ALBUQUERQUE, N.M. — Schott Solar PV Inc. is shutting its manufacturing plant at the Mesa del Sol master-planned community in south Albuquerque and laying off 250 employees.
The company, which opened the 200,000-square-foot operation in 2009, will close down its solar photovoltaic panel production line on Friday, immediately letting 200 workers go, spokesman Matthew Kraft told the Journal.
“We are … ceasing operations in Albuquerque,” Kraft said. “It’s primarily the (photovoltaic) line that’s shutting down. The (concentrated solar power) line will ramp down over the course of the summer.”
The remaining 50 employees will be laid off during the summer.
Solar photovoltaic directly converts sunlight to electricity, while concentrated solar uses reflectors to heat liquids in tubes, creating steam to run a turbine generator. Schott makes solar panels and components for concentrated solar systems at the plant.
“We are extremely sorry to hear about the closure at Schott Solar,” Albuquerque Mayor Richard Berry said in a statement. “Our first concern is for the employees and their families, and we appreciate that Schott will be working with the community’s resource groups to help these folks make a transition into other jobs.”
Schott received some property tax breaks from the city as part of a 2008 industrial revenue bond deal, said Deirdre Firth, a division manager in the city’s Economic Development Department. Under the agreement, the plant’s closure means the company will have to repay 60 percent to 80 percent of the tax abatements it received, she said. The city is still researching how much that will be.
Kraft said the company was informing its employees about the closure on Thursday as they came in to work on shifts. Until all had been notified, the company was not publicly discussing the reasons for closing, Kraft said.
“We are staying in the (concentrated solar) business in the U.S., but not in New Mexico, and not from a production standpoint,” Kraft said. “That’s all I can say at the moment.”
The world market for solar panel makers has been particularly volatile since last year. Speculation was circulating among local solar industry leaders that Schott may announce it’s shutting down all photovoltaic manufacturing operations worldwide to focus on concentrated solar, and on Schott’s traditional glass-making business.
A sharp drop in silicon prices, coupled with low production costs in Asia, has led to a surge in imports of inexpensive solar panels from China. That, combined with depressed demand in European markets, has pressured U.S.-based solar panel makers.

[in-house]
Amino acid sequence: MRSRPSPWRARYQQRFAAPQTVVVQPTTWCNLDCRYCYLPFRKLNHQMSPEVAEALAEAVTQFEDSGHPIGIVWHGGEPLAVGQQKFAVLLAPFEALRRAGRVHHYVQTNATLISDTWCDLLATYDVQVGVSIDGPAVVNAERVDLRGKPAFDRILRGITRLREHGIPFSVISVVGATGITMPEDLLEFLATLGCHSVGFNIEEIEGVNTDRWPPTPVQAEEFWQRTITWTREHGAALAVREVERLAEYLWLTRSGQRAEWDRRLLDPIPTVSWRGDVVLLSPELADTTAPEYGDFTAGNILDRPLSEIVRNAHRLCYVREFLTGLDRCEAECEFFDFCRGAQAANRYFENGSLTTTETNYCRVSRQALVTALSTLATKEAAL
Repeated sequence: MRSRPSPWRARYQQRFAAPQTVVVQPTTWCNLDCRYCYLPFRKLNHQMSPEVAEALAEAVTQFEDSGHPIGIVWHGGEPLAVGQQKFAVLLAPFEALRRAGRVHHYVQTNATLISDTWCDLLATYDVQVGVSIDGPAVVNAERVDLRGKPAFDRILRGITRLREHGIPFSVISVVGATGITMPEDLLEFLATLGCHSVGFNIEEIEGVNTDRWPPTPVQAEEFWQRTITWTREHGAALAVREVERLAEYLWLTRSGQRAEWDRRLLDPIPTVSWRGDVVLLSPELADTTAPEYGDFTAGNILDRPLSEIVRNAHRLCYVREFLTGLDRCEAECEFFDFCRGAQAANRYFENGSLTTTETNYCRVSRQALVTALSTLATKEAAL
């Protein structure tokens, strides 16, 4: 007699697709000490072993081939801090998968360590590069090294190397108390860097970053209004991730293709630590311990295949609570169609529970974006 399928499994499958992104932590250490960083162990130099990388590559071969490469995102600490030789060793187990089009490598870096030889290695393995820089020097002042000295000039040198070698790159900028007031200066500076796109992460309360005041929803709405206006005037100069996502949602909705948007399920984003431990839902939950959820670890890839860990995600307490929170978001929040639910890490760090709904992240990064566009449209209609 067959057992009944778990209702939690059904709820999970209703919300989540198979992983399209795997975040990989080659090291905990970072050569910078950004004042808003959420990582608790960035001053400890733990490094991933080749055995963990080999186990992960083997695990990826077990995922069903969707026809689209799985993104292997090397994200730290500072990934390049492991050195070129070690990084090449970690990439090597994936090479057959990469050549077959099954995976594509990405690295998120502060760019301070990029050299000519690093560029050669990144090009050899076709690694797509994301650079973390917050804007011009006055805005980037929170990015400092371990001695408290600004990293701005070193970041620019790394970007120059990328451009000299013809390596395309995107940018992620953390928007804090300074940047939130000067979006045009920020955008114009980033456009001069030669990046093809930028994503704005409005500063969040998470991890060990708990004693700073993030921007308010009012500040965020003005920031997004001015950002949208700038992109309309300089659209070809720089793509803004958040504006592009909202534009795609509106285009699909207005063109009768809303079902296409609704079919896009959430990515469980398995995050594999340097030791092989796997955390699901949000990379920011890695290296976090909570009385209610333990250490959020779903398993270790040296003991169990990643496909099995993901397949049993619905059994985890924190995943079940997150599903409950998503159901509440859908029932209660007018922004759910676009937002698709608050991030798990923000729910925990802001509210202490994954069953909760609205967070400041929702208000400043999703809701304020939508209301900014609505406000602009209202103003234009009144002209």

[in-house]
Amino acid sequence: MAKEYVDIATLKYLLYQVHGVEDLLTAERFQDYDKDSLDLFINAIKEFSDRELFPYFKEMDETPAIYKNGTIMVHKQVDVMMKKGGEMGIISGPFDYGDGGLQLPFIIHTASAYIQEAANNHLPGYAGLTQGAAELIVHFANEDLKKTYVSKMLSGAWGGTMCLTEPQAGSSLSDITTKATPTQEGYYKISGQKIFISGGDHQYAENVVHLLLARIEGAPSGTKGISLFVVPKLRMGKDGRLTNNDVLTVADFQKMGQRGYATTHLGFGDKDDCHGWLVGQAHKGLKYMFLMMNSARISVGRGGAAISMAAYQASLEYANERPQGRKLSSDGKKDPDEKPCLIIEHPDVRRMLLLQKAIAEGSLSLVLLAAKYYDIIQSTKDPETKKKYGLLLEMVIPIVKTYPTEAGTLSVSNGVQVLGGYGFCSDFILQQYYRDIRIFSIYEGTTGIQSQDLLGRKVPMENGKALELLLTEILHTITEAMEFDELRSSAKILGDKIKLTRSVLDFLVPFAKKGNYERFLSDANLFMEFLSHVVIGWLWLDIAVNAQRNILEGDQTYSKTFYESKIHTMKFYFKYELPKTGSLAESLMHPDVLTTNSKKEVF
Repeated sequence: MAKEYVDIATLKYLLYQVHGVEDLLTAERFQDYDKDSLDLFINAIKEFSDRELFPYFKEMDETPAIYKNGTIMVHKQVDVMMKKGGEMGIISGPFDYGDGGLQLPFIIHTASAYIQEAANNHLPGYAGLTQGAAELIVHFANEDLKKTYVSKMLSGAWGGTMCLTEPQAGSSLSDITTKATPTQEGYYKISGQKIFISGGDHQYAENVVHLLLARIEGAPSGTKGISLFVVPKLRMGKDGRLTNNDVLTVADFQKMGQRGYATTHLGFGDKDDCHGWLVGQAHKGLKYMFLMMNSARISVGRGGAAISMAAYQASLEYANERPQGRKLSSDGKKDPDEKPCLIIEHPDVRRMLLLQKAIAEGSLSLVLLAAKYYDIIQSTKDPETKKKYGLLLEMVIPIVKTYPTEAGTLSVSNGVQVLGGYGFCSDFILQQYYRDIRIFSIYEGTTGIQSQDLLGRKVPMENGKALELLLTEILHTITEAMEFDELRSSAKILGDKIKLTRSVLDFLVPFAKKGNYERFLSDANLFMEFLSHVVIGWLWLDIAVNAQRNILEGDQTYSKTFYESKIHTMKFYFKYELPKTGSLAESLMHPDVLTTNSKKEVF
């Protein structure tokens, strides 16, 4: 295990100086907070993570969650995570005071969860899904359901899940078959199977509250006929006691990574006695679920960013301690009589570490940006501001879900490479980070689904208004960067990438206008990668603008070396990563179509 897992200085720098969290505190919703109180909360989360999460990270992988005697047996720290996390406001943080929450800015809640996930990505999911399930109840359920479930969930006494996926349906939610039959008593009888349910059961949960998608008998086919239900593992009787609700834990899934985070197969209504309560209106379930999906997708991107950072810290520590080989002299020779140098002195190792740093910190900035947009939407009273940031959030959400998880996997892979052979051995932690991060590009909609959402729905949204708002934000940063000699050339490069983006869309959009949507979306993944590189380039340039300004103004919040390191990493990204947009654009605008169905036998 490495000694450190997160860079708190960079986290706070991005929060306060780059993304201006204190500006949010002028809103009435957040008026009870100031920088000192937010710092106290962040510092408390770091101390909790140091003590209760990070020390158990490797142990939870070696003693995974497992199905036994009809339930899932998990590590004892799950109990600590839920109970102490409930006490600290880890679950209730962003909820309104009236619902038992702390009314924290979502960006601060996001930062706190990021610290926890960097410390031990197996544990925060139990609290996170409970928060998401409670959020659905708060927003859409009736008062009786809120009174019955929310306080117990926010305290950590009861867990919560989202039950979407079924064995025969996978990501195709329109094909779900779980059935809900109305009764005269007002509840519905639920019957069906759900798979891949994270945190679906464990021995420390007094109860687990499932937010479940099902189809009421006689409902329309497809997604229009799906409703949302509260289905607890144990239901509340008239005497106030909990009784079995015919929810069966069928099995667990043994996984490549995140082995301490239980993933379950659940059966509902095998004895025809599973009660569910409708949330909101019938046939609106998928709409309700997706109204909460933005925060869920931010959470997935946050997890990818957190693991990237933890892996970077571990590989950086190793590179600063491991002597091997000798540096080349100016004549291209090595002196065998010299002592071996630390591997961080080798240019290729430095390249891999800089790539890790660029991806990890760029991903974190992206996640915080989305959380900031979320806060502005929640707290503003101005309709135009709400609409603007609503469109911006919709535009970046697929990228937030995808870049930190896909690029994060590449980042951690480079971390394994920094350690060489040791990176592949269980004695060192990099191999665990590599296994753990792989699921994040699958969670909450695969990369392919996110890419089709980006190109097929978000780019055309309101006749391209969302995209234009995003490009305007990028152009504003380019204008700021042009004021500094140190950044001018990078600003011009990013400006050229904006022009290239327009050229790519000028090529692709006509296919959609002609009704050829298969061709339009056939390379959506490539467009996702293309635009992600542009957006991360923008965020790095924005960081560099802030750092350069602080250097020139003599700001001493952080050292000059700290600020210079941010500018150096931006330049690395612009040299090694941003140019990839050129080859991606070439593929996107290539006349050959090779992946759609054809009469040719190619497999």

On Thursday a Colorado-based solar panel maker became the third clean-energy company to seek bankruptcy protection after receiving an economic stimulus loan from the U.S. Department of Energy.
Abound Solar of Loveland, Colo., which received a $400 million loan guarantee from the Obama administration, said it will suspend operations next week, after talks with potential buyers broke down. The company received about $70 million from the Energy Department before officials froze its credit line last year.
California solar panel maker Solyndra and Beacon Power, a Massachusetts energy-storage firm, declared bankruptcy last year. Solyndra received a $528 million federal loan, while Beacon Power got a $43 million loan guarantee.
Schott’s Albuquerque plant received a $33 million tax credit, also from stimulus money, from the federal government in January 2010.
Until recently, Schott executives had said publicly that the U.S. market for solar panels and products remained strong, and that the company’s Albuquerque plant was operating at normal production levels.
Schott Solar PV is a subsidiary of Germany’s Schott Solar AG, a global company with production and distribution facilities in North America, Europe, Asia and Latin America.
Schott Solar is the only photovoltaic manufacturer in New Mexico.
Advent Solar Inc., a venture capital-backed company that also made solar panels at an 87,000-square-foot factory at Mesa del Sol, was sold to a California company in 2009 after the recession dried up capital markets, starving the company of needed credit to continue operations.
Schott Solar was seen as a critical part of New Mexico’s growing solar industry and a potential magnet for suppliers and other solar-related companies to locate here.
Most of New Mexico’s solar photovoltaic integration and installation firms have used Schott panels on commercial-scale projects around the state. A one-megawatt system at the Albuquerque International Sunport’s parking facility is powered by Schott panels, the last phase of which was finished in late May.
Three other large-scale solar manufacturers continue to operate in Albuquerque, although none makes solar panels.
Unirac Inc. and Direct Power and Water Corp. make mounting platforms for solar photovoltaic. Array Technologies Inc. makes solar tracking systems.
Those companies are under less pressure than panel makers, but they’re affected by changing market conditions as firms like Schott scale back operations, said DPW vice president for Business Development Kevin Goodreau.
“PV module manufacturers are kind of the heart of the business,” Goodreau said. “If the heart dies, the rest of the body dies.”
Goodreau said Schott’s announcement is part of a broad shakeup in the solar industry that has yet to touch bottom.
“It’s a huge decision and a big eye opener to the entire industry,” Goodreau said.
Journal staff writer Dan McKay and the AP contributed to this report
— This article appeared on page A1 of the Albuquerque Journal